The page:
Last edited 27 Jan 2018

Wind Resistance for External Blinds

External shading systems such as blinds can reduce heat gain almost to zero, and can result in savings of 65% on air conditioning costs. They remove the internal clutter of boxes or rollers around windows, and can even provide insulation in winter.

However, for external systems to perform well, they must withstand precipitation, extreme temperatures and, most crucially, strong winds.

In recent years, there has been a confusion of sales messages about wind resistance and increasingly bold statements about wind speeds and product thresholds. As a result, at European level, a number of interrelated and complex standards have been introduced or updated to regulate this area.

The wind is a powerful force. Even modern wind turbines are designed to be switched off at 100 km/h. In fact, during high winds, wind farms are evacuated and nearby footpaths and roads are closed.

It is for good reasons therefore that external shading systems are regulated by European Norms under the Construction Products Regulations (CPR), with mandatory CE marking introduced in June 2013.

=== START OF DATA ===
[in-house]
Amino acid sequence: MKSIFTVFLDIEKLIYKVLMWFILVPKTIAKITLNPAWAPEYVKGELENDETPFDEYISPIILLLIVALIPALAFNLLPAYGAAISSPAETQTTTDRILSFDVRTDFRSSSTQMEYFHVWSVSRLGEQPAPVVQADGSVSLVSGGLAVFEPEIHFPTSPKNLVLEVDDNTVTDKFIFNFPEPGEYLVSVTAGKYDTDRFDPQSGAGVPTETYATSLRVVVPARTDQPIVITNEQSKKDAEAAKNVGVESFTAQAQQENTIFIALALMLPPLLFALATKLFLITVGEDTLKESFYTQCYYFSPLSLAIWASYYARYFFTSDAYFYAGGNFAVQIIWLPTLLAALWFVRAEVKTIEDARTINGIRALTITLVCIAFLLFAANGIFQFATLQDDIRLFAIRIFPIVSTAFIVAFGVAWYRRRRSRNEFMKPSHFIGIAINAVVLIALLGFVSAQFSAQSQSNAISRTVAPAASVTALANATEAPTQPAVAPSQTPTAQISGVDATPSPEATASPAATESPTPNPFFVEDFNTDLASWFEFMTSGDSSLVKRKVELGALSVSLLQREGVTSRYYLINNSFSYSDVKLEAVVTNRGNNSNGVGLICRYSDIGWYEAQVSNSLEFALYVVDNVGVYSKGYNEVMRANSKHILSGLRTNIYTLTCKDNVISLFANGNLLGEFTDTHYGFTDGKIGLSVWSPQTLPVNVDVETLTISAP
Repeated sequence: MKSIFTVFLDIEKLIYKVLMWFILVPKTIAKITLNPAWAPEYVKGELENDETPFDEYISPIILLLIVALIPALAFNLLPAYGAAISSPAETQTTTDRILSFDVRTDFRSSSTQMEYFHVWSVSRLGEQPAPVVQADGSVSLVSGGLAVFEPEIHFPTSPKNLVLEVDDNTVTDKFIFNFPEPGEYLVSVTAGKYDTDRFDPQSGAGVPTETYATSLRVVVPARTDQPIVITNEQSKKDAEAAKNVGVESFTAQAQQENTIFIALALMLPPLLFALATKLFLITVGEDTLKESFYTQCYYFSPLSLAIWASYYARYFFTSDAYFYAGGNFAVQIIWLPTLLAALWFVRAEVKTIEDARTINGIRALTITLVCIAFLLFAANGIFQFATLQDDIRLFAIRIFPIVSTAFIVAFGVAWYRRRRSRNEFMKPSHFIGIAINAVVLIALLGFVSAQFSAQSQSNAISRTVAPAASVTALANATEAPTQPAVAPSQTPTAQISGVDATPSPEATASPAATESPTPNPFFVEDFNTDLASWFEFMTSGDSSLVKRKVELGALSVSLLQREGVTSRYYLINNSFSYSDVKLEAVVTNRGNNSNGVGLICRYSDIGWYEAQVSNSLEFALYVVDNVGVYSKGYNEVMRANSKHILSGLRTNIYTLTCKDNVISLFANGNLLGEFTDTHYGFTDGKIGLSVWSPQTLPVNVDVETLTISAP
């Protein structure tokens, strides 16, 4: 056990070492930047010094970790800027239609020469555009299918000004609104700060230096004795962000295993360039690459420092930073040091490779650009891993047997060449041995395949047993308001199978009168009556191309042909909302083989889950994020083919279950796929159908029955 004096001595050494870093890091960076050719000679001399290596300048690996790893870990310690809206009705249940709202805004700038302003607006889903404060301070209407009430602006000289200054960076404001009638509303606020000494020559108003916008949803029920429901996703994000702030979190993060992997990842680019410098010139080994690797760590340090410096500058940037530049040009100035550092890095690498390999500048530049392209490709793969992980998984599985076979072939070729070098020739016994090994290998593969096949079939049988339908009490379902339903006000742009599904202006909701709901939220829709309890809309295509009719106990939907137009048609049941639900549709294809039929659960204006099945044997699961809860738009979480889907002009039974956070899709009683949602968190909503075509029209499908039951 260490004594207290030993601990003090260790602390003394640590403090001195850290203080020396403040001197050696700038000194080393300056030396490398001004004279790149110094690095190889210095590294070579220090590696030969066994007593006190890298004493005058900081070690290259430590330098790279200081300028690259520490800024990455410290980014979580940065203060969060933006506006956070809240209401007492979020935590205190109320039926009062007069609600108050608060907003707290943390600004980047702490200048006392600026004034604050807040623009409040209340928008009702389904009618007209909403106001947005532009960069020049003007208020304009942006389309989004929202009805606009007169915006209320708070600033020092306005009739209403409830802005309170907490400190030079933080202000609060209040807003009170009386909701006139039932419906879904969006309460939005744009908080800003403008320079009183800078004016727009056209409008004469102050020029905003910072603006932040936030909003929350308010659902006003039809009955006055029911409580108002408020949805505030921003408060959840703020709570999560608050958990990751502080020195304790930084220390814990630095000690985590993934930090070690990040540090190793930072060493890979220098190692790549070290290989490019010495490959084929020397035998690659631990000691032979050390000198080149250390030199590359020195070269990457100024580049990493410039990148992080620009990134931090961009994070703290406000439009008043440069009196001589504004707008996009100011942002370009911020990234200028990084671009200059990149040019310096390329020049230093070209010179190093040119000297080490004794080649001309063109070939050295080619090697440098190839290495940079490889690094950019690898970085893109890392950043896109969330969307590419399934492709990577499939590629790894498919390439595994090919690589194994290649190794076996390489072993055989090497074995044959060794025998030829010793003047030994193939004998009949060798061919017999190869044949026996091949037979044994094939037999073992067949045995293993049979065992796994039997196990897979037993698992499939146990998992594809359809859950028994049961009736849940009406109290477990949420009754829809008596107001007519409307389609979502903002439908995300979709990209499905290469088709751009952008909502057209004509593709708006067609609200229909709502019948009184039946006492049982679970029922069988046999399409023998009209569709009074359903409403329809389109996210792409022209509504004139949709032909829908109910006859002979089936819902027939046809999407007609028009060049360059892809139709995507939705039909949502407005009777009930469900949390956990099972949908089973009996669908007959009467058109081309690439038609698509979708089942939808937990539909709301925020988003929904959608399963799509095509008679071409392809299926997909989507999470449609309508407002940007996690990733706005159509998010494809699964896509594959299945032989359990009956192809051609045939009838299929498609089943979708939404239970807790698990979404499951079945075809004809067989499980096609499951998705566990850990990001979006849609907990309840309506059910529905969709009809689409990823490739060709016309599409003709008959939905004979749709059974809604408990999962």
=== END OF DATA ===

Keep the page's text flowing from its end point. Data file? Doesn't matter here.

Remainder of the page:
Whilst it is crucial for architects and design teams to have an awareness of the key points when specifying shading solutions, the plethora of interrelated standards that regulate shading systems does not make for light bedtime reading.

In Europe, product manufacturers must:

  • CE mark external blinds to these classifications, or specify that they are not classified.
  • Define a windspeed over which blinds must be retracted.
  • Verify that non-retractable parts of their products can withstand 800 N/m2 without deformation.

By --Guthrie Douglas Group Limited

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